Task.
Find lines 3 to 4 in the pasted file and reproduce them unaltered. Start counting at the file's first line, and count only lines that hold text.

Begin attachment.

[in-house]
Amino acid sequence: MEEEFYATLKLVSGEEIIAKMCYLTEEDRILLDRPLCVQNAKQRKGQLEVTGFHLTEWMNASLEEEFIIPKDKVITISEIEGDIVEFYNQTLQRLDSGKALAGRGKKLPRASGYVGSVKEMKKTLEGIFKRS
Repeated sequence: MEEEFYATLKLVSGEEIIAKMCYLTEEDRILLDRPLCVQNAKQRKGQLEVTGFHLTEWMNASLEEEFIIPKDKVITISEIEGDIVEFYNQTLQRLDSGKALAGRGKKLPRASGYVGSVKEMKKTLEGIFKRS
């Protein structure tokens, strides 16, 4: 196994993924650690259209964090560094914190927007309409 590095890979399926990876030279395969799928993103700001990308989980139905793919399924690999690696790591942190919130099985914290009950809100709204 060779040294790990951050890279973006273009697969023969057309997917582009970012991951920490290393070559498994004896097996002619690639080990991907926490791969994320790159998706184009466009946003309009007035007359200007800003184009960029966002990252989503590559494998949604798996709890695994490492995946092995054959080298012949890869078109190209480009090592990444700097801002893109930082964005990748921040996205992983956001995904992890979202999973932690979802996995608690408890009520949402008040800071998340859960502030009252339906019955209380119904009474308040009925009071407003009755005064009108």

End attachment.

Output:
Repeated sequence: MEEEFYATLKLVSGEEIIAKMCYLTEEDRILLDRPLCVQNAKQRKGQLEVTGFHLTEWMNASLEEEFIIPKDKVITISEIEGDIVEFYNQTLQRLDSGKALAGRGKKLPRASGYVGSVKEMKKTLEGIFKRS
């Protein structure tokens, strides 16, 4: 196994993924650690259209964090560094914190927007309409 590095890979399926990876030279395969799928993103700001990308989980139905793919399924690999690696790591942190919130099985914290009950809100709204 060779040294790990951050890279973006273009697969023969057309997917582009970012991951920490290393070559498994004896097996002619690639080990991907926490791969994320790159998706184009466009946003309009007035007359200007800003184009960029966002990252989503590559494998949604798996709890695994490492995946092995054959080298012949890869078109190209480009090592990444700097801002893109930082964005990748921040996205992983956001995904992890979202999973932690979802996995608690408890009520949402008040800071998340859960502030009252339906019955209380119904009474308040009925009071407003009755005064009108």